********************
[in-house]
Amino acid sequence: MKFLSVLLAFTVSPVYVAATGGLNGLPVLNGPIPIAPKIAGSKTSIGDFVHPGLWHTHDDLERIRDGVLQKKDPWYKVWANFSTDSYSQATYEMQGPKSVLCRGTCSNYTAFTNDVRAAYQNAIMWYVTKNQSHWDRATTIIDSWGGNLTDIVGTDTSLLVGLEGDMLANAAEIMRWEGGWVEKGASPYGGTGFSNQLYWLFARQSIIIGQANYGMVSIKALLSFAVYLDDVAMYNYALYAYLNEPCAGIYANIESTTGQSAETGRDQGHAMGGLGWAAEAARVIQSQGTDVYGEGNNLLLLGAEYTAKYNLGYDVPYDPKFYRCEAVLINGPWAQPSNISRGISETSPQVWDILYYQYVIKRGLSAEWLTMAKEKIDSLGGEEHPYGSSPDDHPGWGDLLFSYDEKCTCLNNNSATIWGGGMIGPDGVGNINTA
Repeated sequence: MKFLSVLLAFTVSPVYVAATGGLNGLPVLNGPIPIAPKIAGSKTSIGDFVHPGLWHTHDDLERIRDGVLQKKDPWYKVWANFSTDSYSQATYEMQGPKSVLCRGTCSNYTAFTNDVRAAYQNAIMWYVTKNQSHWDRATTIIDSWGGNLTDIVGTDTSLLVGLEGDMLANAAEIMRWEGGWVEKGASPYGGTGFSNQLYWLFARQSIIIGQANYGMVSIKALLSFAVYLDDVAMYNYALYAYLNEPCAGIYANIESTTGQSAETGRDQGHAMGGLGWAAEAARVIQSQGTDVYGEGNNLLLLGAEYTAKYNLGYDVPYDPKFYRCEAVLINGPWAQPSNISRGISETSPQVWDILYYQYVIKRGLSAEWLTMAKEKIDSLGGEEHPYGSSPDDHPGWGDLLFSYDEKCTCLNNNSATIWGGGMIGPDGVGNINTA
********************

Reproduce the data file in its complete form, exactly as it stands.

[in-house]
Amino acid sequence: MKFLSVLLAFTVSPVYVAATGGLNGLPVLNGPIPIAPKIAGSKTSIGDFVHPGLWHTHDDLERIRDGVLQKKDPWYKVWANFSTDSYSQATYEMQGPKSVLCRGTCSNYTAFTNDVRAAYQNAIMWYVTKNQSHWDRATTIIDSWGGNLTDIVGTDTSLLVGLEGDMLANAAEIMRWEGGWVEKGASPYGGTGFSNQLYWLFARQSIIIGQANYGMVSIKALLSFAVYLDDVAMYNYALYAYLNEPCAGIYANIESTTGQSAETGRDQGHAMGGLGWAAEAARVIQSQGTDVYGEGNNLLLLGAEYTAKYNLGYDVPYDPKFYRCEAVLINGPWAQPSNISRGISETSPQVWDILYYQYVIKRGLSAEWLTMAKEKIDSLGGEEHPYGSSPDDHPGWGDLLFSYDEKCTCLNNNSATIWGGGMIGPDGVGNINTA
Repeated sequence: MKFLSVLLAFTVSPVYVAATGGLNGLPVLNGPIPIAPKIAGSKTSIGDFVHPGLWHTHDDLERIRDGVLQKKDPWYKVWANFSTDSYSQATYEMQGPKSVLCRGTCSNYTAFTNDVRAAYQNAIMWYVTKNQSHWDRATTIIDSWGGNLTDIVGTDTSLLVGLEGDMLANAAEIMRWEGGWVEKGASPYGGTGFSNQLYWLFARQSIIIGQANYGMVSIKALLSFAVYLDDVAMYNYALYAYLNEPCAGIYANIESTTGQSAETGRDQGHAMGGLGWAAEAARVIQSQGTDVYGEGNNLLLLGAEYTAKYNLGYDVPYDPKFYRCEAVLINGPWAQPSNISRGISETSPQVWDILYYQYVIKRGLSAEWLTMAKEKIDSLGGEEHPYGSSPDDHPGWGDLLFSYDEKCTCLNNNSATIWGGGMIGPDGVGNINTA